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This eBook from the Gutenberg Project consists of approximately 42 pages of information about Notes and Queries, Number 46, September 14, 1850.

Alarm (Vol. ii., pp. 151. 183.).—­The origin of this word appears to be the Italian cry, all’arme; gridare all’arme is to give the alarm.  Hence the French alarme, and from the French is borrowed the English word. Alarum for alarm, is merely a corruption produced by mispronunciation.  The letters l and r before m are difficult to pronounce; and they are in general, according to the refined standard of our pronunciation, so far softened as only to lengthen the preceding vowel.  In provincial pronunciation, however, the force of the former letter is often preserved, and the pronunciation is facilitated by the insertion of a vowel before the final m.  The Irish, in particular, adopt this mode of pronouncing; even in public speaking they say callum, firrum, farrum, for calm, firm, farm.  The old word chrisom for chrism, is an analogous change:  the Italians have in like manner lengthened chrisma into cresima; the French have softened it into chreme.

L.

Alarm.—­It is in favour of the derivation a l’arme that the Italian is allarme; some dictionaries even have dare all’arme, with the apostrophe, for to give alarm.  It is against it that the German word Laerm is used precisely as the English alarm.  Your correspondent CH. thinks the French derivation suspiciously ingenious:  here I must differ; I think it suspiciously obvious.  I will give him a suggestion which I think really suspiciously ingenious:  in fact, had not the opportunity occurred for illustrating ingenuity, I should not have ventured it.  May it not be that alarme and allarme is formed in the obvious way, as to arms; while alarum and Laerm wholly unconnected with them?  May it not sometimes happen that, by coincidence, the same sounds and meanings go together in different languages without community of origin?  Is it not possible that larum and Laerm are imitations of the stroke and subsequent resonance of a large bell?  Denoting the continued sound of m by m-m-m, I think that lrm-m-m-lrm-m-m-lrm-m-m &c., is as good an imitation of a large bell at some distance as letters can make.  And in the old English use of the word, the alarum refers more often to a bell than to any thing else.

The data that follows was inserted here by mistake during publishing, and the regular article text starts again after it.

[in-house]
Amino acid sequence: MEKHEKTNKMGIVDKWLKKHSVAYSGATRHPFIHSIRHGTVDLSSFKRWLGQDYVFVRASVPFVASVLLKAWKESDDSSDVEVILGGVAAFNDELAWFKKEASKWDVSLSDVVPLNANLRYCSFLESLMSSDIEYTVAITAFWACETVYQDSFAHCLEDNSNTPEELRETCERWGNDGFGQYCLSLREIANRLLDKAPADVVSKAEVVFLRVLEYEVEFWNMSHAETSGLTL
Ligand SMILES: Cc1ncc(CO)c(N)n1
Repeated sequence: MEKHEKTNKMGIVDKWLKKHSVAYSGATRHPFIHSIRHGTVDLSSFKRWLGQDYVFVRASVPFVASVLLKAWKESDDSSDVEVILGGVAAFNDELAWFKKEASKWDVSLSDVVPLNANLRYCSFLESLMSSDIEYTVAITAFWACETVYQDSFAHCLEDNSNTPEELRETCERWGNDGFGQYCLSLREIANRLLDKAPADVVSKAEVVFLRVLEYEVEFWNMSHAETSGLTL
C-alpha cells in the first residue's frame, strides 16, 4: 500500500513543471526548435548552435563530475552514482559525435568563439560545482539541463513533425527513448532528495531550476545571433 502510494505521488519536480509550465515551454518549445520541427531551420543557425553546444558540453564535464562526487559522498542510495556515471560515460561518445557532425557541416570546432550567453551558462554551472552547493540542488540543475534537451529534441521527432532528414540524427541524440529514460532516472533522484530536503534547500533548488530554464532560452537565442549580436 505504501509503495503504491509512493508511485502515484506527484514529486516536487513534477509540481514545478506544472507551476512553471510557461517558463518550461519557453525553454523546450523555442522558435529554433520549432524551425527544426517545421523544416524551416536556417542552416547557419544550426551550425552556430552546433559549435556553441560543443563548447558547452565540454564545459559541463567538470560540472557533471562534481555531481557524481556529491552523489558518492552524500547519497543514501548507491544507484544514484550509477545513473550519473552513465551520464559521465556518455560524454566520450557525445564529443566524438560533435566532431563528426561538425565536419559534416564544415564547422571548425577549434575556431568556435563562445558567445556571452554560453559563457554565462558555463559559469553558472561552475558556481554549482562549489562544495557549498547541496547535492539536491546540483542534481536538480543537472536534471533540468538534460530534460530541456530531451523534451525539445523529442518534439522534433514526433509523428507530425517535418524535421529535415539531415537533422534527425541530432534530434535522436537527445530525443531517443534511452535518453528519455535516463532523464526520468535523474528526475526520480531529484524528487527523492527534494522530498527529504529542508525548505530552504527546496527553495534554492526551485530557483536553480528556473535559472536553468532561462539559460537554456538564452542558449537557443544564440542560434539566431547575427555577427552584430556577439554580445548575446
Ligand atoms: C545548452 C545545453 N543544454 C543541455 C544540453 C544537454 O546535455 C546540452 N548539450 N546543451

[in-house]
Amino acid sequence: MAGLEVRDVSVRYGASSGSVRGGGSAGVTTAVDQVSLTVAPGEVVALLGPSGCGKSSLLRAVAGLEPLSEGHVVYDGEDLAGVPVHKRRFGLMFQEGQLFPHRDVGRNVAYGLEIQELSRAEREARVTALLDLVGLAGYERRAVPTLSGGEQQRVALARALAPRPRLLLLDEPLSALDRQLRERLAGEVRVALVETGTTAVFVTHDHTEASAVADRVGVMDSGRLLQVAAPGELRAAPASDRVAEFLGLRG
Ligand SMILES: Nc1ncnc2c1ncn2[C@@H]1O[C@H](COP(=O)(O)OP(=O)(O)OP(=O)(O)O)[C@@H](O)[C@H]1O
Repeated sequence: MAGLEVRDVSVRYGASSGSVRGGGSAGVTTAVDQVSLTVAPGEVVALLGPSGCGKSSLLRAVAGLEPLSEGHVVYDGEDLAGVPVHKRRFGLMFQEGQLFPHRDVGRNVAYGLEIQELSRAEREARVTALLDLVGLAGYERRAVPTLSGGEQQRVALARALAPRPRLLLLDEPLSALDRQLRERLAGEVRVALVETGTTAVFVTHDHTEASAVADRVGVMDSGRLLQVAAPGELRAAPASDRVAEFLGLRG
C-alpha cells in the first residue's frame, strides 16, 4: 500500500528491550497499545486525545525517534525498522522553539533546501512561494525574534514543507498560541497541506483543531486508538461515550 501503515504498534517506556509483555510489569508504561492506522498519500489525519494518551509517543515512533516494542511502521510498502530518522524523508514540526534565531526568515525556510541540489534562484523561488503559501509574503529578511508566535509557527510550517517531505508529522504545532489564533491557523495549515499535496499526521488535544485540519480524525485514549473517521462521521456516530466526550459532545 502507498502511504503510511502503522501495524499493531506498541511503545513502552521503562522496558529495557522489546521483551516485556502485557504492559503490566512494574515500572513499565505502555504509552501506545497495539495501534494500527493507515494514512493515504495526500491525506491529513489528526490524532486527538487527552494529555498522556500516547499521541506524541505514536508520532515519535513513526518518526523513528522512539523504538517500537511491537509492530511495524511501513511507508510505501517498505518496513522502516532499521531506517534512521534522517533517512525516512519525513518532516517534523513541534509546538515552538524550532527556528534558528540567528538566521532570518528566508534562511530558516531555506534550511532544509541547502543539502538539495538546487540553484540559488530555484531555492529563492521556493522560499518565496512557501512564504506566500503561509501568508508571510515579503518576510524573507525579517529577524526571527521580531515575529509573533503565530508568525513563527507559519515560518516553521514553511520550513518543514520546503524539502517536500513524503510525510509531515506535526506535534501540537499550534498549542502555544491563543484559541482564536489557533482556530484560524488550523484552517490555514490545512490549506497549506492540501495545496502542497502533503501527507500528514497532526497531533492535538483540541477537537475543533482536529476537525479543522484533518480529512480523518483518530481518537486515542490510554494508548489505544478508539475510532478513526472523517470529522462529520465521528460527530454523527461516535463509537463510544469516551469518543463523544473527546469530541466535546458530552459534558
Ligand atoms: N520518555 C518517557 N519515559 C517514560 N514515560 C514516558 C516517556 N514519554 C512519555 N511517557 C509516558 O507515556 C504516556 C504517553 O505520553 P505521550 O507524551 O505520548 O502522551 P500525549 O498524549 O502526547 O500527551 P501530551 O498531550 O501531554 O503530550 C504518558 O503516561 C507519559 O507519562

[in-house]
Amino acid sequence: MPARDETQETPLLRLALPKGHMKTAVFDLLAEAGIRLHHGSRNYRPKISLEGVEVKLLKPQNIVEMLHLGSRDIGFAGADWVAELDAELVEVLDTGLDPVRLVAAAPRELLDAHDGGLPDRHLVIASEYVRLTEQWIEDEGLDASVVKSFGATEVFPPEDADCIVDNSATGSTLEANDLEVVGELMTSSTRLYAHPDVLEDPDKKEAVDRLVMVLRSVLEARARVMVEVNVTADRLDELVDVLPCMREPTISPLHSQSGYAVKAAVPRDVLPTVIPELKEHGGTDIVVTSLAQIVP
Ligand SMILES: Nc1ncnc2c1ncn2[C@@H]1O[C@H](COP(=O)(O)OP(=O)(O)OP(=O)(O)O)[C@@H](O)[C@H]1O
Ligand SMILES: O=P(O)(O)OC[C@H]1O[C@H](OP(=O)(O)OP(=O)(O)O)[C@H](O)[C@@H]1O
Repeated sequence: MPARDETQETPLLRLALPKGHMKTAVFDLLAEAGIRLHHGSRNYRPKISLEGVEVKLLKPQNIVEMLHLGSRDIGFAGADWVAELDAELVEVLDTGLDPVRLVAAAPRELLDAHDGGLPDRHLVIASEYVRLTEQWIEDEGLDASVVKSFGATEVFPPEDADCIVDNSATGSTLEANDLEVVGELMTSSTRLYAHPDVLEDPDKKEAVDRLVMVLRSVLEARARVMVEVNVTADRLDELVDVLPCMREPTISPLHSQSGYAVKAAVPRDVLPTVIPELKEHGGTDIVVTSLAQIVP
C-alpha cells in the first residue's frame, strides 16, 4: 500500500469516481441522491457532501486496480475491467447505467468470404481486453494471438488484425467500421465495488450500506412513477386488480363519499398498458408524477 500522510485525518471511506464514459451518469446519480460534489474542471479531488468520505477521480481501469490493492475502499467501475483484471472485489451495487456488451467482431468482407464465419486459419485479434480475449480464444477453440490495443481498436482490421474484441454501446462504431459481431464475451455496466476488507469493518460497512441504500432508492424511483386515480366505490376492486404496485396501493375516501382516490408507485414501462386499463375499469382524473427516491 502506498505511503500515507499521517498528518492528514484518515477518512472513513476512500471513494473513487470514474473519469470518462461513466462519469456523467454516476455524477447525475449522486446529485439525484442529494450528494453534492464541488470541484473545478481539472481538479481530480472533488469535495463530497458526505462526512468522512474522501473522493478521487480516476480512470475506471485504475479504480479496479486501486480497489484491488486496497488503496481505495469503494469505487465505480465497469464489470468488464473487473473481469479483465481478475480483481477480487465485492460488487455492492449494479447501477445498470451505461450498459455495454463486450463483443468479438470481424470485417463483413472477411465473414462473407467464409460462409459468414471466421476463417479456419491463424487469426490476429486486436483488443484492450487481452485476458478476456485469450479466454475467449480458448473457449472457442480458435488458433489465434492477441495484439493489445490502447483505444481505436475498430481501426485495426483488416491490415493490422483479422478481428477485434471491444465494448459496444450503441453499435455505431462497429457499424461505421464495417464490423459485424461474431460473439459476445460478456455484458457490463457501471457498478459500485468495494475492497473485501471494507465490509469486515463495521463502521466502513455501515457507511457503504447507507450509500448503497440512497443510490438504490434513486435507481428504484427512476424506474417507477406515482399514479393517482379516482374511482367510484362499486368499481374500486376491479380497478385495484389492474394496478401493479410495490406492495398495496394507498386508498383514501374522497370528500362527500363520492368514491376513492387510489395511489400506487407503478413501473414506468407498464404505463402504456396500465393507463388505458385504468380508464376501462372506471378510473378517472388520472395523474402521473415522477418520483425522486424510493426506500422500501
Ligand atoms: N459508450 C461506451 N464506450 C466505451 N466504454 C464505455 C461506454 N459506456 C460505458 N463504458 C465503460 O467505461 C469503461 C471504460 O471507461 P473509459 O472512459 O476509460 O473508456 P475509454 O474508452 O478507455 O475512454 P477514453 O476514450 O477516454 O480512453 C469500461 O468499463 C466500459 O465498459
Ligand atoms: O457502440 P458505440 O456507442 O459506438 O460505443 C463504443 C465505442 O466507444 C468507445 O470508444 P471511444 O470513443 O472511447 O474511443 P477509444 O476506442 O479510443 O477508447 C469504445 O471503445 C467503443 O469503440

The introduction of the military word into English can be traced, as to time, with a certain probability.  In 1579, Thomas Digges published his Arithmeticall Militare Treatise named Stratioticos, which he informs us is mainly the writing of his father, Leonard Digges.  At page 170. the father seems to finish with “and so I mean to finishe this treatise:”  while the son, as we must suppose, adds p. 171. and what follows.  In the father’s part the word alarm is not mentioned, that I can find. 

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